Almost 48 hours after racist violence engulfed Charlottesville, Va., President Trump called out white nationalist groups by name. Trump’s remarks on Monday follow criticism that his initial statement about the clash of protesters did not condemn racist groups specifically.
“Racism is evil and those who cause violence in its name are criminals and thugs, including the KKK, neo-Nazis and white supremacists and other hate groups that are repugnant to everything we hold dear as Americans,” the president said from the White House.
Trump began his remarks talking about his economic accomplishments and plans for trade negotiations before turning his attention to the events over the weekend in Virginia and expressing sympathy for the three people who were killed. Heather Heyer, 32, died after a car rammed into a group of counter protesters. Two Virginia State Troopers, Pilot Lt. H. Jay Cullen and Trooper-Pilot Berke M.M. Bates, died when their helicopter that was patrolling the event crashed.
Trump said that the Department of Justice had opened a civil rights investigation into the car attack.
“To anyone who acted criminally at this weekend’s racist violence, you will be held fully accountable. Justice will be delivered,” the president said.
But for many, the president’s condemnations may be too little too late. His initial statement on Saturday, claiming that the clashes were a result of “hatred, bigotry and violence on many sides” was quickly criticized by many top Republicans for not calling out the white supremacists, alt-right, Ku Klux Klan and neo-Nazi groups who began the protests against the removal of a statute of the Confederate Gen. Robert E. Lee.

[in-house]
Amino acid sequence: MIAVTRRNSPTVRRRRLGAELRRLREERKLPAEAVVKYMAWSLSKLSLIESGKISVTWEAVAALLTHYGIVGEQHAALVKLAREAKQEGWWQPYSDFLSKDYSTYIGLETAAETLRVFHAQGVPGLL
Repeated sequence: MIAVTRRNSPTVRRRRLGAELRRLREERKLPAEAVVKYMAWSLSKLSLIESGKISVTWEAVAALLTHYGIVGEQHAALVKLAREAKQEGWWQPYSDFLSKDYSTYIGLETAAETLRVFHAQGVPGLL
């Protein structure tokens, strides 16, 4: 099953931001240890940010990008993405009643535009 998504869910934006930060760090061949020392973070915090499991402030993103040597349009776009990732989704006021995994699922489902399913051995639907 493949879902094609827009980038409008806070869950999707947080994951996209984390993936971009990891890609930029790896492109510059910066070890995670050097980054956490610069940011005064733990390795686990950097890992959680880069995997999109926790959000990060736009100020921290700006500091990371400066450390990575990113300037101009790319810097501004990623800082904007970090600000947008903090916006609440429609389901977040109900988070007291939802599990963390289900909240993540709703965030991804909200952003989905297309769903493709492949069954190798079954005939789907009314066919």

The White House put out an unsigned statement on Sunday morning, saying that, “The President said very strongly in his statement yesterday that he condemns all forms of violence, bigotry and hatred and of course that includes white Supremacists, KKK, neo-nazi and all extremist groups. He called for national unity and bringing all Americans together.”
Vice President Pence went further than the president, telling reporters Sunday night while traveling in Colombia, “We have no tolerance for hate and violence from white supremacists, neo-Nazis or the KKK. These dangerous fringe groups have no place in American public life and in the American debate, and we condemn them in the strongest possible terms.”
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